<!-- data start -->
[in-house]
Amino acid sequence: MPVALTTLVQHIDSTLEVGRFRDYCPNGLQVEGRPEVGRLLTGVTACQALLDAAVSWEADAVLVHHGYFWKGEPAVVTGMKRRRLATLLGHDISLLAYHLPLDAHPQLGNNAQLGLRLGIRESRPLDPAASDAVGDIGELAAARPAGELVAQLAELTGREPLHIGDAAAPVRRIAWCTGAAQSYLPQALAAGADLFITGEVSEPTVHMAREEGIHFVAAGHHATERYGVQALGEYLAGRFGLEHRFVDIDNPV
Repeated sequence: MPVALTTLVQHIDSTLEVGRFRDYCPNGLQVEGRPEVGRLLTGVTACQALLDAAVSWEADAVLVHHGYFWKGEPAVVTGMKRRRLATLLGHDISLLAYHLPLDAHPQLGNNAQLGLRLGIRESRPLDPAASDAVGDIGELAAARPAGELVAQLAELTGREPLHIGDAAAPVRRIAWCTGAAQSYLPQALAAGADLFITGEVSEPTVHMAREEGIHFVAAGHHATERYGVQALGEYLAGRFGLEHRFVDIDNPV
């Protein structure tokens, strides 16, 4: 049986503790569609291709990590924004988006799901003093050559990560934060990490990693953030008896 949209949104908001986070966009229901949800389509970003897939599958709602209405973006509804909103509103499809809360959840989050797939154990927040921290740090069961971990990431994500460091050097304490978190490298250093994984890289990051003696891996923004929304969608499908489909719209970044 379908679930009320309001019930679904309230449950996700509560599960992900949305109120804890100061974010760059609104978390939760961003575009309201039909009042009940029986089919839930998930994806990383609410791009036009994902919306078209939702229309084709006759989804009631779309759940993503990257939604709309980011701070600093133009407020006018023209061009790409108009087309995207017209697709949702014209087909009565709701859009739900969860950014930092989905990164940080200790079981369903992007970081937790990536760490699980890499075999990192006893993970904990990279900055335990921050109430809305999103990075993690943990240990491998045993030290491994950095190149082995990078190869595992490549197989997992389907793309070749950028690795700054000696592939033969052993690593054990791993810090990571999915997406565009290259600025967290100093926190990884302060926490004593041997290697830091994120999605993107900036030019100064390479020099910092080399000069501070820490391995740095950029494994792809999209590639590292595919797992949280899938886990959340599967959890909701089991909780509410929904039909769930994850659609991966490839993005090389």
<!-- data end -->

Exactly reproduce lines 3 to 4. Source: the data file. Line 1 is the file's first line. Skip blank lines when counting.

Repeated sequence: MPVALTTLVQHIDSTLEVGRFRDYCPNGLQVEGRPEVGRLLTGVTACQALLDAAVSWEADAVLVHHGYFWKGEPAVVTGMKRRRLATLLGHDISLLAYHLPLDAHPQLGNNAQLGLRLGIRESRPLDPAASDAVGDIGELAAARPAGELVAQLAELTGREPLHIGDAAAPVRRIAWCTGAAQSYLPQALAAGADLFITGEVSEPTVHMAREEGIHFVAAGHHATERYGVQALGEYLAGRFGLEHRFVDIDNPV
């Protein structure tokens, strides 16, 4: 049986503790569609291709990590924004988006799901003093050559990560934060990490990693953030008896 949209949104908001986070966009229901949800389509970003897939599958709602209405973006509804909103509103499809809360959840989050797939154990927040921290740090069961971990990431994500460091050097304490978190490298250093994984890289990051003696891996923004929304969608499908489909719209970044 379908679930009320309001019930679904309230449950996700509560599960992900949305109120804890100061974010760059609104978390939760961003575009309201039909009042009940029986089919839930998930994806990383609410791009036009994902919306078209939702229309084709006759989804009631779309759940993503990257939604709309980011701070600093133009407020006018023209061009790409108009087309995207017209697709949702014209087909009565709701859009739900969860950014930092989905990164940080200790079981369903992007970081937790990536760490699980890499075999990192006893993970904990990279900055335990921050109430809305999103990075993690943990240990491998045993030290491994950095190149082995990078190869595992490549197989997992389907793309070749950028690795700054000696592939033969052993690593054990791993810090990571999915997406565009290259600025967290100093926190990884302060926490004593041997290697830091994120999605993107900036030019100064390479020099910092080399000069501070820490391995740095950029494994792809999209590639590292595919797992949280899938886990959340599967959890909701089991909780509410929904039909769930994850659609991966490839993005090389």